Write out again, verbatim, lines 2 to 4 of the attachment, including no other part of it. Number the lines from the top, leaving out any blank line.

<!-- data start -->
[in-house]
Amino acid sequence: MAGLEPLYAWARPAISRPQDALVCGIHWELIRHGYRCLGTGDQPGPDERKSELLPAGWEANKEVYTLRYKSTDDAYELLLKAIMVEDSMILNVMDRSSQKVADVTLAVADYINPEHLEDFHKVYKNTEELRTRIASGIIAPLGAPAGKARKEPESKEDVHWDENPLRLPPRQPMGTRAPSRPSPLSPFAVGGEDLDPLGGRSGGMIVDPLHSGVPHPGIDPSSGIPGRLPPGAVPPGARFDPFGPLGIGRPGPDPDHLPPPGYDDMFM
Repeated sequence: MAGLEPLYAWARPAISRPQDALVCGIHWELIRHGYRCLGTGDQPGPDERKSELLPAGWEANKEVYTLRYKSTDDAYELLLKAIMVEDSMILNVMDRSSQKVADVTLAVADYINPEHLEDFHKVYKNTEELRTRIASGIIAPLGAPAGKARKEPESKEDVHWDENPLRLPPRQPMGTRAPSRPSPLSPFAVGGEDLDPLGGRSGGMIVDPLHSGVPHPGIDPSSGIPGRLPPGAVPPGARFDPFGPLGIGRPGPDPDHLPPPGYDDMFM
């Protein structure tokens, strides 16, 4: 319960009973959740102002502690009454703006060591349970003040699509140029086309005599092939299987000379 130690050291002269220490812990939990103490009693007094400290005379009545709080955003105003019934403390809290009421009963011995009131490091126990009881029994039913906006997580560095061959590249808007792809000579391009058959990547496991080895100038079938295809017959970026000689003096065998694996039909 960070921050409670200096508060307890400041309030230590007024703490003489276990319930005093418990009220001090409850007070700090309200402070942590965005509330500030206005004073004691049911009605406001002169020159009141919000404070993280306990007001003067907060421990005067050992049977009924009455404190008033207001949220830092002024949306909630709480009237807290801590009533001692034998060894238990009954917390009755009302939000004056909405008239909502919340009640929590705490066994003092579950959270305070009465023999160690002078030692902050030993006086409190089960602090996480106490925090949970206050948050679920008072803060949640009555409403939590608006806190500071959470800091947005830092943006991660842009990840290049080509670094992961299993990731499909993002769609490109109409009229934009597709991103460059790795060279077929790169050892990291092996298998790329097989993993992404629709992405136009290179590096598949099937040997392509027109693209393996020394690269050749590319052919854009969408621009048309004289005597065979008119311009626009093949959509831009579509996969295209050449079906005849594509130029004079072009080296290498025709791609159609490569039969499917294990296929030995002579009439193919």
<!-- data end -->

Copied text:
Amino acid sequence: MAGLEPLYAWARPAISRPQDALVCGIHWELIRHGYRCLGTGDQPGPDERKSELLPAGWEANKEVYTLRYKSTDDAYELLLKAIMVEDSMILNVMDRSSQKVADVTLAVADYINPEHLEDFHKVYKNTEELRTRIASGIIAPLGAPAGKARKEPESKEDVHWDENPLRLPPRQPMGTRAPSRPSPLSPFAVGGEDLDPLGGRSGGMIVDPLHSGVPHPGIDPSSGIPGRLPPGAVPPGARFDPFGPLGIGRPGPDPDHLPPPGYDDMFM
Repeated sequence: MAGLEPLYAWARPAISRPQDALVCGIHWELIRHGYRCLGTGDQPGPDERKSELLPAGWEANKEVYTLRYKSTDDAYELLLKAIMVEDSMILNVMDRSSQKVADVTLAVADYINPEHLEDFHKVYKNTEELRTRIASGIIAPLGAPAGKARKEPESKEDVHWDENPLRLPPRQPMGTRAPSRPSPLSPFAVGGEDLDPLGGRSGGMIVDPLHSGVPHPGIDPSSGIPGRLPPGAVPPGARFDPFGPLGIGRPGPDPDHLPPPGYDDMFM
């Protein structure tokens, strides 16, 4: 319960009973959740102002502690009454703006060591349970003040699509140029086309005599092939299987000379 130690050291002269220490812990939990103490009693007094400290005379009545709080955003105003019934403390809290009421009963011995009131490091126990009881029994039913906006997580560095061959590249808007792809000579391009058959990547496991080895100038079938295809017959970026000689003096065998694996039909 960070921050409670200096508060307890400041309030230590007024703490003489276990319930005093418990009220001090409850007070700090309200402070942590965005509330500030206005004073004691049911009605406001002169020159009141919000404070993280306990007001003067907060421990005067050992049977009924009455404190008033207001949220830092002024949306909630709480009237807290801590009533001692034998060894238990009954917390009755009302939000004056909405008239909502919340009640929590705490066994003092579950959270305070009465023999160690002078030692902050030993006086409190089960602090996480106490925090949970206050948050679920008072803060949640009555409403939590608006806190500071959470800091947005830092943006991660842009990840290049080509670094992961299993990731499909993002769609490109109409009229934009597709991103460059790795060279077929790169050892990291092996298998790329097989993993992404629709992405136009290179590096598949099937040997392509027109693209393996020394690269050749590319052919854009969408621009048309004289005597065979008119311009626009093949959509831009579509996969295209050449079906005849594509130029004079072009080296290498025709791609159609490569039969499917294990296929030995002579009439193919």